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In his essay, Richard Rodriguez addresses the issue of bilingual education. He argues that it is impossible and unnecessary for a student to use their native language alongside of English in school and public life. He makes this argument using the following three points:
- His use of his parent's native language at home (Spanish) impeded his social growth. Because his parents did not know and did not use English in the home, he and his siblings did not learn it, and therefore could not communicate with and effectively become a part of the community. Because of this, Rodriguez thought his family and himself to be something apart from American citizens.
- Rodriguez- before he became a proficient speaker of the English language- felt that his native tongue was a "private language." It was something that was not socially appropriate or acceptable, and he needed to feel that he had the right and the obligation to learn and speak the "public language" (English). It was not until he had done this that Rodriguez felt that he was a worthy, fully-fledged member of American Society. He states, "At last, seven years old, I came to believe what had been technically true since my birth: I was an American citizen."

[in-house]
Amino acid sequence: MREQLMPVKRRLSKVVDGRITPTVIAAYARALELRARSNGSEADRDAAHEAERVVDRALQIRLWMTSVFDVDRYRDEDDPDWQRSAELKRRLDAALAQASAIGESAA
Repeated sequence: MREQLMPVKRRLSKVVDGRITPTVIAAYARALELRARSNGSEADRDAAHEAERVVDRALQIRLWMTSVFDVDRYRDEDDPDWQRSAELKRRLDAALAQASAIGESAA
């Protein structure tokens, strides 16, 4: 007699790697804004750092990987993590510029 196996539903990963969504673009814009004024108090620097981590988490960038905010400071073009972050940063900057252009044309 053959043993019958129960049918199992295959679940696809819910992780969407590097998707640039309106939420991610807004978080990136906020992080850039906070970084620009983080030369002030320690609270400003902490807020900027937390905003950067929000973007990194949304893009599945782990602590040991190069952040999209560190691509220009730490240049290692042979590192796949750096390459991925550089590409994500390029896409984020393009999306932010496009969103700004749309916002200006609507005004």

- Bilingualists argue that retaining equal use of the home language in school alongside of English allows the student to retain his or her sense of individuality. Rodriguez contests this with a lengthy anecdote about his own transition into English, in which he explores the intimacy of language. He had believed as a boy that the use of Spanish in his family had created an intimacy between them. Spanish had isolated his family from the public world, and therefore created a closeness and codependency that was then lost when he and his siblings made the switch to English. However, as he progressed in age and became more aware of the inflections of emotion and intimacy in every language, he realized that intimacy is made not by the use of the language, but by the people who speak it. He argues that therefore he needed English in order to "seek the rights and opportunities necessary for full public individuality."
In sum, Rodriguez felt that he was socially alienated by his home language, that he was not a true American until he had mastered English, and that the break from Spanish not only allowed for his development in a public society, but also did not really diminish the intimacy that he felt in his family-even though he had originally tied it to the home language- because intimacy lies within the inflection, not the words alone.
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